Silence is not something you come across often in India. But there we were, in the middle of a rural area in the country’s north, where it was dark, silent and still. The workers had come in from the fields, the cows had been brought in and milked, and there was a lull while families stopped and took a deep breath.
I was at a small village in the state of Bihar, one of the poorest states of northern India, working with Opportunity International Australia. As the fog set in, we huddled into a van to take the potholed roads back to the town of Buxar for the night. We weren’t even two minutes down the road when a woman’s silhouette appeared from nowhere.
The driver slowed right down, and we stared back into the face of a lone woman, standing motionless by the edge of the road with a small tin bowl in her hands. Another hundred metres down the road, another woman appeared. And another. And another.
We were interrupting the silent, private moment that nearly one billion people around the world experience every day: open defecation. In Bihar, open defecation is particularly prevalent – 83 per cent according to 2011 census data. Roughly, that means that only two in every 10 people have access to a toilet.
The consequences of this extend far beyond the inconvenience of not being able to duck to the loo anytime. Firstly, there are the health issues. Open defecation contaminates the waterways, making drinking water unsafe and causing illnesses like diarrhoea. Then there are the problems that stem from only being able to go to the bathroom at certain hours – while men can squat any time of day, women are expected to go in privacy, which means going in the darkness. This means that many women purposefully dehydrate themselves so they can avoid going, which leads to other health problems such as urinary tract infections.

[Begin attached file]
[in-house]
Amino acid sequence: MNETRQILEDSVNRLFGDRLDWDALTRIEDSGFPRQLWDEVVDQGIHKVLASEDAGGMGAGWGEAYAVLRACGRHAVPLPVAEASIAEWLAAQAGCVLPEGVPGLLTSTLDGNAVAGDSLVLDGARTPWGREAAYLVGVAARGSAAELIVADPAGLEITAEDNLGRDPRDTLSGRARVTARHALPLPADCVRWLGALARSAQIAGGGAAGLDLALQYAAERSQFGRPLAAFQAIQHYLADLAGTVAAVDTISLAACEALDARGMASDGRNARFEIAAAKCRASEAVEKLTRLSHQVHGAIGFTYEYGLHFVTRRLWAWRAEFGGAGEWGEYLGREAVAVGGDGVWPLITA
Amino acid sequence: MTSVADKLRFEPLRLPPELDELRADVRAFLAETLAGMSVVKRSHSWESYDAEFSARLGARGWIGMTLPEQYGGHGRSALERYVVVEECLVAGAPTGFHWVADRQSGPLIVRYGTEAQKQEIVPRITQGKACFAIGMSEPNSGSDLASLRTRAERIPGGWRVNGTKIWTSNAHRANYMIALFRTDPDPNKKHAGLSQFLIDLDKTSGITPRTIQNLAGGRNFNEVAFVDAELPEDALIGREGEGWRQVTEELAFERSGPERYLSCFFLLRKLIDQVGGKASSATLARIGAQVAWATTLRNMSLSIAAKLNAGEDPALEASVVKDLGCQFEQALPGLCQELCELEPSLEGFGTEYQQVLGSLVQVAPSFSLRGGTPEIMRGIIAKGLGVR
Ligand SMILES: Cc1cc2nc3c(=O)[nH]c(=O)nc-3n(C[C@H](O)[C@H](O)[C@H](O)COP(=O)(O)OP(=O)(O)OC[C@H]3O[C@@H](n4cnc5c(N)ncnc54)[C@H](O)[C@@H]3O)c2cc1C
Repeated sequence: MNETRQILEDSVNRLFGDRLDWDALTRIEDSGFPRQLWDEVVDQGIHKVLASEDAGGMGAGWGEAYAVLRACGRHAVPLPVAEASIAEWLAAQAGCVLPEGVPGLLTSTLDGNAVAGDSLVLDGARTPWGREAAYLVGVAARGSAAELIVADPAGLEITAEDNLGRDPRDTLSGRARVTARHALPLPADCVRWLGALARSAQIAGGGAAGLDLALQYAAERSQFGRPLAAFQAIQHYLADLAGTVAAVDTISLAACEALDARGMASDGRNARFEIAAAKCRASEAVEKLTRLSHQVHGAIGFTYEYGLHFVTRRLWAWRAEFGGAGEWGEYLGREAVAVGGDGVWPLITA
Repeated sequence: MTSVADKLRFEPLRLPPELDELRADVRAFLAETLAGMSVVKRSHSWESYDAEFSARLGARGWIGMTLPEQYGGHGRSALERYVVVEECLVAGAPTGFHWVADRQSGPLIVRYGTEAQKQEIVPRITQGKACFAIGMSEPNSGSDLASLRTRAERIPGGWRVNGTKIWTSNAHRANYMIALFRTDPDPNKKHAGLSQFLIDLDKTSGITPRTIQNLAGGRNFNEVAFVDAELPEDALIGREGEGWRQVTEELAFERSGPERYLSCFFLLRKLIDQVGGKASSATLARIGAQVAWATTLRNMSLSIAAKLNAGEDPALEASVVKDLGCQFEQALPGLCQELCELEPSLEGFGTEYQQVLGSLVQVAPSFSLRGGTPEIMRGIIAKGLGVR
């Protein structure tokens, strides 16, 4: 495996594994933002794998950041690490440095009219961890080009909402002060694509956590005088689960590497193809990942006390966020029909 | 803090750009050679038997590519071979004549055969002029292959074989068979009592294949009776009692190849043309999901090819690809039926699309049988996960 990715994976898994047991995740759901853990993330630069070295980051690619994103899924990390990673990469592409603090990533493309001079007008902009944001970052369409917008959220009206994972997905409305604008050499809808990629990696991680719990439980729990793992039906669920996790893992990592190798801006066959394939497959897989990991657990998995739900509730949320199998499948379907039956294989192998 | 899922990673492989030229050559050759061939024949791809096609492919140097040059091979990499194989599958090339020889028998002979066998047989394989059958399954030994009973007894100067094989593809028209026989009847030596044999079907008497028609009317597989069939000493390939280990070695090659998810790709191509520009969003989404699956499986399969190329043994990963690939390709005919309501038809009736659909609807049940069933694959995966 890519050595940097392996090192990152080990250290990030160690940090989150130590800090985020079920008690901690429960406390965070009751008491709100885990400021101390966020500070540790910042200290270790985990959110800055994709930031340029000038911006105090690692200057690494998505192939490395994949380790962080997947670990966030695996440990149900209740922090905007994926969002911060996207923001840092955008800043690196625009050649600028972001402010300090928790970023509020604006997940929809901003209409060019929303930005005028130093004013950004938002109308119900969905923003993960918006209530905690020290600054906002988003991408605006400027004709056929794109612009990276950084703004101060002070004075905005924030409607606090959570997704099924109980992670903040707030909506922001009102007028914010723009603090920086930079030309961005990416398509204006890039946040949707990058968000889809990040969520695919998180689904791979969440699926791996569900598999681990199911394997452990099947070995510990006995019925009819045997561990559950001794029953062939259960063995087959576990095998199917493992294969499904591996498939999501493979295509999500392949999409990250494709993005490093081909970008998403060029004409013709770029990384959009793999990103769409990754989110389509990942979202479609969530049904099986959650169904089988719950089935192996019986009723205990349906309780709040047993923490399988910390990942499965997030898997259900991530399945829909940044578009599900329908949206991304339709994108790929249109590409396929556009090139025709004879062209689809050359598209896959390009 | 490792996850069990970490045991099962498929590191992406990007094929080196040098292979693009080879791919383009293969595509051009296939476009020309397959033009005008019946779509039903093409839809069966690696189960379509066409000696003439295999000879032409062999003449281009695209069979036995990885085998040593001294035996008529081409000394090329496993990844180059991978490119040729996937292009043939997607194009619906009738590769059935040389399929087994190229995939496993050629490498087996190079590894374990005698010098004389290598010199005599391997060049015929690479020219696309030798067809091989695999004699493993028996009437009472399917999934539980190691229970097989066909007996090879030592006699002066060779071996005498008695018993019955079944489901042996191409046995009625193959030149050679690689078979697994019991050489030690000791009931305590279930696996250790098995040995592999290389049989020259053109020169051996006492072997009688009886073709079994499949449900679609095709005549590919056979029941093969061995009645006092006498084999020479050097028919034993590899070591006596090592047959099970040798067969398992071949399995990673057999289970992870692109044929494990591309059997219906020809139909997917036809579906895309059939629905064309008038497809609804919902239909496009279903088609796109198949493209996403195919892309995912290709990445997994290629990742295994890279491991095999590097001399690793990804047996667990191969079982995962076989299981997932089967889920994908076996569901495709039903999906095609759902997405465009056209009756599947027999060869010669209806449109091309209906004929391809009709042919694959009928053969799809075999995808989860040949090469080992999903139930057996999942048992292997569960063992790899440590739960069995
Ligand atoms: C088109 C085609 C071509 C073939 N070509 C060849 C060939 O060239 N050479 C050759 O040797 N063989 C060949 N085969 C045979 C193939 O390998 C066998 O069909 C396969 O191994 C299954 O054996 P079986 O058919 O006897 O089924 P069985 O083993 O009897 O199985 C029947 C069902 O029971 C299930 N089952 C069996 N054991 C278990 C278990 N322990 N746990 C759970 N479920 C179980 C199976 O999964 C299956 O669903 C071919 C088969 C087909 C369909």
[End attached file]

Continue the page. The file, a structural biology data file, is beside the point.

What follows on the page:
As well as health issues, not having access to a private toilet poses a safety problem too. Earlier this year, two teenage cousins in northern India made their daily journey into the fields outside their village because they had no toilet at home. In the darkness, they were gang-raped and killed – left hanging from a tree for their family to find hours later. Police in Bihar say that at least 400 women could have avoided rape last year if they’d had private toilets in their homes. But the solution is not as simple as building toilets – the silence around the issue of open defecation stems from a lack of knowledge and understanding around why a private toilet is important.
In communities where literacy levels are low and poverty levels are high, knowledge is crucial to improving health outcomes for many families who still lack access to toilets, clean water and basic health and hygiene information. Slowly, this is changing through education programs led by local women, known as community health leaders. I saw this in action when I met a mother called Nisha the next day.